MA: There are some that I personally that I like to juice as a daily juice blend – like carrot, orange and lemon juice with a touch of cayenne pepper (wakes me up), but there can be many good juice combinations depending on a person’s nutritional needs, lifestyle, time of year (what’s in season) and personal taste. For someone who lives in a cold climate may benefit from garlic, ginger or basil based juices as these are warming vegetables. For someone who may have have a cold, getting some fresh vitamin C from a fresh squeezed or pressed orange  may be beneficial. But you want to avoid combining vegetables with fruits as they require different enzymes for digestion. Apples are the exception because they tend to be neutral. You want to be a vegetarian moreso than a fruitarian when juicing and/or eating fruits and veggies because fruits are higher in sugar than vegetables. Like with everything in life there needs to be a balance so try to get a variety of both without excessively juicing.

LMS: You are in the process of opening your first juice bar, tell us how this came about.

MA: I feel that there are not enough places that offer fresh squeezed juice in the city (Chicago). I want to provide a place where people can get a healthy drink on the go and provide a healthier more convenient option towards a nutritious lifestyle. I am looking at locations now for it, but I do know I want it to be centrally located in the city and if it does well, maybe branch out to other cities.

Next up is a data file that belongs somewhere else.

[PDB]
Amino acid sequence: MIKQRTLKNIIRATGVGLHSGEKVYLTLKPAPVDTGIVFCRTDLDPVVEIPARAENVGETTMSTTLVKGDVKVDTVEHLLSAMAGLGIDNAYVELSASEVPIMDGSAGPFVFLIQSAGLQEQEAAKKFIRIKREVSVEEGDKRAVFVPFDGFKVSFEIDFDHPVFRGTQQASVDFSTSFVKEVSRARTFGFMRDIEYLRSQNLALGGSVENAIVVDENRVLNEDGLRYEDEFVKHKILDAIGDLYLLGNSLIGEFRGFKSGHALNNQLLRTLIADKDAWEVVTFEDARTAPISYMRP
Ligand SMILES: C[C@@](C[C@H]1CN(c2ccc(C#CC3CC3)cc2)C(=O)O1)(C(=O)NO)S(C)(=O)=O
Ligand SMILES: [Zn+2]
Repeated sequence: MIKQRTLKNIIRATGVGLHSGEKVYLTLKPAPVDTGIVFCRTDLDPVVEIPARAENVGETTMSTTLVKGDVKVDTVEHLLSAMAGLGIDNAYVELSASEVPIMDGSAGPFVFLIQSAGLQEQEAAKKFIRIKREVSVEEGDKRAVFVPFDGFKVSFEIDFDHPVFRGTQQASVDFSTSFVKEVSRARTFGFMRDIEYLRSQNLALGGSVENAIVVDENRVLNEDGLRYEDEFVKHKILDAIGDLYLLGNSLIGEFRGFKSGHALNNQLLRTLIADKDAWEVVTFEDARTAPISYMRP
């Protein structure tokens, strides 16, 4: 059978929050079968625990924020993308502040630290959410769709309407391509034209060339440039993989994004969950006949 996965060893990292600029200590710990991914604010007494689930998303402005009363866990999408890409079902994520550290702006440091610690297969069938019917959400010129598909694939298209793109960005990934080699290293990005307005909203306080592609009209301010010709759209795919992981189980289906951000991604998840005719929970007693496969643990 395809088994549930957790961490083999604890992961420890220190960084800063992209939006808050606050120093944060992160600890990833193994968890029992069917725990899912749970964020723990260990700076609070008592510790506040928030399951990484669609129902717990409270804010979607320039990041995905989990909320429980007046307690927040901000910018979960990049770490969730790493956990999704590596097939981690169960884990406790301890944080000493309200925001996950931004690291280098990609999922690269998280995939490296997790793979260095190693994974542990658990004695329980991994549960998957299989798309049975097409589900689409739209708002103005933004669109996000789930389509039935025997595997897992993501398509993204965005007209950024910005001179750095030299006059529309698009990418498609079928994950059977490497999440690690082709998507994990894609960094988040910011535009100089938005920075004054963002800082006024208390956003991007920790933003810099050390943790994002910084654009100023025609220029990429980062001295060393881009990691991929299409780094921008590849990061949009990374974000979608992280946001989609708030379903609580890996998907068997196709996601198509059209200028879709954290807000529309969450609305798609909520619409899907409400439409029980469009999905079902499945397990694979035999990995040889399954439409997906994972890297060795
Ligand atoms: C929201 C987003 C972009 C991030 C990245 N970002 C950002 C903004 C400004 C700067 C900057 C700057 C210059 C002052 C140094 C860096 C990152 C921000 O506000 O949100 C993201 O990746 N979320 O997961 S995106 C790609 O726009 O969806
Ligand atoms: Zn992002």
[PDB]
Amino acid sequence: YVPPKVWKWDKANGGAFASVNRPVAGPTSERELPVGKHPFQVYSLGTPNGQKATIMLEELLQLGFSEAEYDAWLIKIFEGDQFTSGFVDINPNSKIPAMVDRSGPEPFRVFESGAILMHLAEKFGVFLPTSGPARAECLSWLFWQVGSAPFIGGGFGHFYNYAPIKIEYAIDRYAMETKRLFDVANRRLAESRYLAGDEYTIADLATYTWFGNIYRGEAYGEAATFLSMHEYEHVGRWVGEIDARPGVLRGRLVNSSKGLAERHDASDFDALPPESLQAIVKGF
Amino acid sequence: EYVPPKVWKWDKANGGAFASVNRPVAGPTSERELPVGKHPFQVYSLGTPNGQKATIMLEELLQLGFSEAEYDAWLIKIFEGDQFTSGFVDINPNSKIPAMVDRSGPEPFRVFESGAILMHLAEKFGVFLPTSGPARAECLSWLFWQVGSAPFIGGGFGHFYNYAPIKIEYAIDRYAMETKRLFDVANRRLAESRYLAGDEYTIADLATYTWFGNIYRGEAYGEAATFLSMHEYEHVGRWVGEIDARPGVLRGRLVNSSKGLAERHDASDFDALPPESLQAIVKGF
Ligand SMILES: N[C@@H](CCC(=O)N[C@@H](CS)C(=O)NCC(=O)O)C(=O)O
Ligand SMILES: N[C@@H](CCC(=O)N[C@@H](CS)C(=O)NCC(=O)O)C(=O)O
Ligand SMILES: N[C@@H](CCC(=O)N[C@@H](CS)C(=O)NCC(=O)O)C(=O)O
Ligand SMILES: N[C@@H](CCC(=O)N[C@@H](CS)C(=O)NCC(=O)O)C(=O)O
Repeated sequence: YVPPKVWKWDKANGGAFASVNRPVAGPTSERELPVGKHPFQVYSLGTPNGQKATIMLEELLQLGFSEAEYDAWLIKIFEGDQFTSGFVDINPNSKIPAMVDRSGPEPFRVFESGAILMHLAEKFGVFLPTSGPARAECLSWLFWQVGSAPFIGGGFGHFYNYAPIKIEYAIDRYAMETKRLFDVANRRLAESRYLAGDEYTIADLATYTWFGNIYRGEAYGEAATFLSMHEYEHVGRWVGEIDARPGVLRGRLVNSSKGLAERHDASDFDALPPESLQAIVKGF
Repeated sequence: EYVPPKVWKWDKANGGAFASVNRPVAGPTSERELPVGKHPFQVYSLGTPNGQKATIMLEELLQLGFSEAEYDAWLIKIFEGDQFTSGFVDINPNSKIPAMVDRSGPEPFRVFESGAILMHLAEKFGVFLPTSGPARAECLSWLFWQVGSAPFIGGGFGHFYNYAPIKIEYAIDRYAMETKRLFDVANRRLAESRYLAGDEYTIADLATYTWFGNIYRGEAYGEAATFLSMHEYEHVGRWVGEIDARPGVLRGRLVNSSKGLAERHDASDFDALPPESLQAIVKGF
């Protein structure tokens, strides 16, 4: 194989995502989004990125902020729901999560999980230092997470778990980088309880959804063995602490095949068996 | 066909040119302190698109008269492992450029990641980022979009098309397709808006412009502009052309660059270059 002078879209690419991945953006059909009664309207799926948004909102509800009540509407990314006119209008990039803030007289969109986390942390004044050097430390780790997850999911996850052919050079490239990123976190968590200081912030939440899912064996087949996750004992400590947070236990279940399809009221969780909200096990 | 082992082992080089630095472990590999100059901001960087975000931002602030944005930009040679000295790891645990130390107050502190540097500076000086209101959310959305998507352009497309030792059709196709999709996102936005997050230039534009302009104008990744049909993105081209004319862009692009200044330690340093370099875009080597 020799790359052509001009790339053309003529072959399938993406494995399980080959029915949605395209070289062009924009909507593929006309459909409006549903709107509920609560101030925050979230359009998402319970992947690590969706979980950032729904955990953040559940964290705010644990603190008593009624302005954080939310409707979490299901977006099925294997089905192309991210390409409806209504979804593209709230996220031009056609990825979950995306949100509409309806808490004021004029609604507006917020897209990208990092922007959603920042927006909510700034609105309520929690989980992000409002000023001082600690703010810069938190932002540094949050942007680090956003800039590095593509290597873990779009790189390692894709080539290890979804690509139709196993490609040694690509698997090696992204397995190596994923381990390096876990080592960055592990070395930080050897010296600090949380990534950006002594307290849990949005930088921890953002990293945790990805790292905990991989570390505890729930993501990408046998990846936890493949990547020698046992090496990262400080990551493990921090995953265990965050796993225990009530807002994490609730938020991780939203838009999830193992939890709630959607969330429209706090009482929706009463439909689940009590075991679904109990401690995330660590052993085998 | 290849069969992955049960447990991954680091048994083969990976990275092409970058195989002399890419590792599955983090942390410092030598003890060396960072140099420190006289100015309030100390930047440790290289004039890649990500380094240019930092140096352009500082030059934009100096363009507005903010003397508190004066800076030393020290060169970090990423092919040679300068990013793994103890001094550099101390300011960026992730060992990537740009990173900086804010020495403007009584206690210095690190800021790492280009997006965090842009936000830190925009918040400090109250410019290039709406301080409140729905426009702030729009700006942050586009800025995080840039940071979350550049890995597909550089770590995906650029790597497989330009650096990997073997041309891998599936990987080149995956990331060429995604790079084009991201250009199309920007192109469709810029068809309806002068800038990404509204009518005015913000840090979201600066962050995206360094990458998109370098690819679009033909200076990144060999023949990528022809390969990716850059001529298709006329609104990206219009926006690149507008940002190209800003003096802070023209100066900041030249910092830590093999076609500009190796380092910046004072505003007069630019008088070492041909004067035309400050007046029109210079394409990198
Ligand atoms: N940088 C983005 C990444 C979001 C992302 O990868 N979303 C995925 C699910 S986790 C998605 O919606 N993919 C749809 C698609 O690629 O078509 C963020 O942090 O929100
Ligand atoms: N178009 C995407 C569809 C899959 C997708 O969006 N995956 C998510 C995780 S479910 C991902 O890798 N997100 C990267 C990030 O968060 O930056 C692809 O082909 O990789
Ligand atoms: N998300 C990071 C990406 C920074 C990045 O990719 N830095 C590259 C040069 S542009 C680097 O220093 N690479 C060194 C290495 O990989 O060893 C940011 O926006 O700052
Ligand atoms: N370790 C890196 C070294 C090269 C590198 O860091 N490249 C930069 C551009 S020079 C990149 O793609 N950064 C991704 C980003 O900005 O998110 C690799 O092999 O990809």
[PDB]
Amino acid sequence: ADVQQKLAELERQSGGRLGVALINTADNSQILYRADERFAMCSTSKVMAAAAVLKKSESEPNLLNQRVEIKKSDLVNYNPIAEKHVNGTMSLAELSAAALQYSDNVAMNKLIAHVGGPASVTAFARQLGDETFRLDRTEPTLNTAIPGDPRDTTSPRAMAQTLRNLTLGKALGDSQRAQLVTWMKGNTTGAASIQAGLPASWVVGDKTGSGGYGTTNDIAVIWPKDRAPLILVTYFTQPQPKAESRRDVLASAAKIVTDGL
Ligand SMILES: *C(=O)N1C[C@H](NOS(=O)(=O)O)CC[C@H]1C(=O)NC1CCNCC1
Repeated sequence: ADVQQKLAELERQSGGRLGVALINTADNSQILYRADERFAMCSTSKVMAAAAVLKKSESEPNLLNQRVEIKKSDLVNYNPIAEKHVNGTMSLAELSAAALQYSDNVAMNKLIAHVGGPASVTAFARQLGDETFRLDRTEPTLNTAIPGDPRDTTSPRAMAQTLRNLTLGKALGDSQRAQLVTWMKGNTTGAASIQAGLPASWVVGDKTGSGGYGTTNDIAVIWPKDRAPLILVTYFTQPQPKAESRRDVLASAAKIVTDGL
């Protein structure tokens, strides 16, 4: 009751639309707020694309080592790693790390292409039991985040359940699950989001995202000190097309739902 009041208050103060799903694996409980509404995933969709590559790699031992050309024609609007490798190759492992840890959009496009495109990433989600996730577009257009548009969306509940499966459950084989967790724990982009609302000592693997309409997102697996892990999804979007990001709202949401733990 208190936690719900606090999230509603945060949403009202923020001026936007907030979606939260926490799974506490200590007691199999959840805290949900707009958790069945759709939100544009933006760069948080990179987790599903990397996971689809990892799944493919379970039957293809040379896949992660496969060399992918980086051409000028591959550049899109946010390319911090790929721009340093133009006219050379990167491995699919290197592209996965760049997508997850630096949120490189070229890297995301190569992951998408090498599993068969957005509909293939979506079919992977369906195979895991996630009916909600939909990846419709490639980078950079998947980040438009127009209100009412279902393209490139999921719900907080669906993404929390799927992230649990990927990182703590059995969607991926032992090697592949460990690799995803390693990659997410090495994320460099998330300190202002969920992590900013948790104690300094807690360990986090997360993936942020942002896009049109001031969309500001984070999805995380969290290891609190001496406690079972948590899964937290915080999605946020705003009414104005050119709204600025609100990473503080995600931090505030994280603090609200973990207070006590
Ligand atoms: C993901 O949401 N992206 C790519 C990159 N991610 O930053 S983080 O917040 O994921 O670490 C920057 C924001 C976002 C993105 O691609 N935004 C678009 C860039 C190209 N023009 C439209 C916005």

LMS: So what juice combinations can we expect to see on the menu?

Well I haven’t decided on all of them yet but some will be based on the season – for winter months I’ll have more warming based fruit and vegetable drinks like fresh squeezed carrot and orange juice blends, and for summer maybe some fresh berry and tomato juice blends. I will also have wheat grass which has many health benefits.

LMS: For our readers, what will be the name of your juice bar and when do you project it opening?

MA: Currently I have a few names for the juice bar (not patented yet so can’t list) but it would definitely have something to do with the word “juice”, lol. I plan on opening it around springtime of 2011, but I’ll keep you posted!

In the technological world we live in today, its hard for one to imagine functioning without technology. I decided to investigate how some people who were not raised in the present media era lived simply back in the day and how perhaps they view technology today.

I had the opportunity of spending some face-to-face time with 80 year old Ferrell Daste who didn’t grow up with the technology we have nowadays. Ferrell discussed what it was like growing up as a kid in the 1930s-1940s and how life was much simpler when he was growing up.

Do you think life was simpler when you were young? Why or why not?

 Yes, because although we never had too much, we were closer together than people are now and we all grew up closer together.

What do you mean by that?

 We didn’t have television or other modern day things that took us away from one another. At that time, everyone would have a lot of kids so all of the neighborhoods had a lot of kids, ours had around 30. And although there was so many of us, you were able to intermingle more with everyone. I think a lot of technological things take away from that.

So what did you do for fun?

Well back then, movies were only 7 cents and our only form of entertainment. The only games we had, were the ones we put together ourselves. I remember there was only one basketball in the whole neighborhood and the only time we played football was in vacant lots [laughs]. We made due with whatever we had and enjoyed it so if you got something new it was like a Christmas present.

You talked about putting games together yourself, can you explain some of the games you made?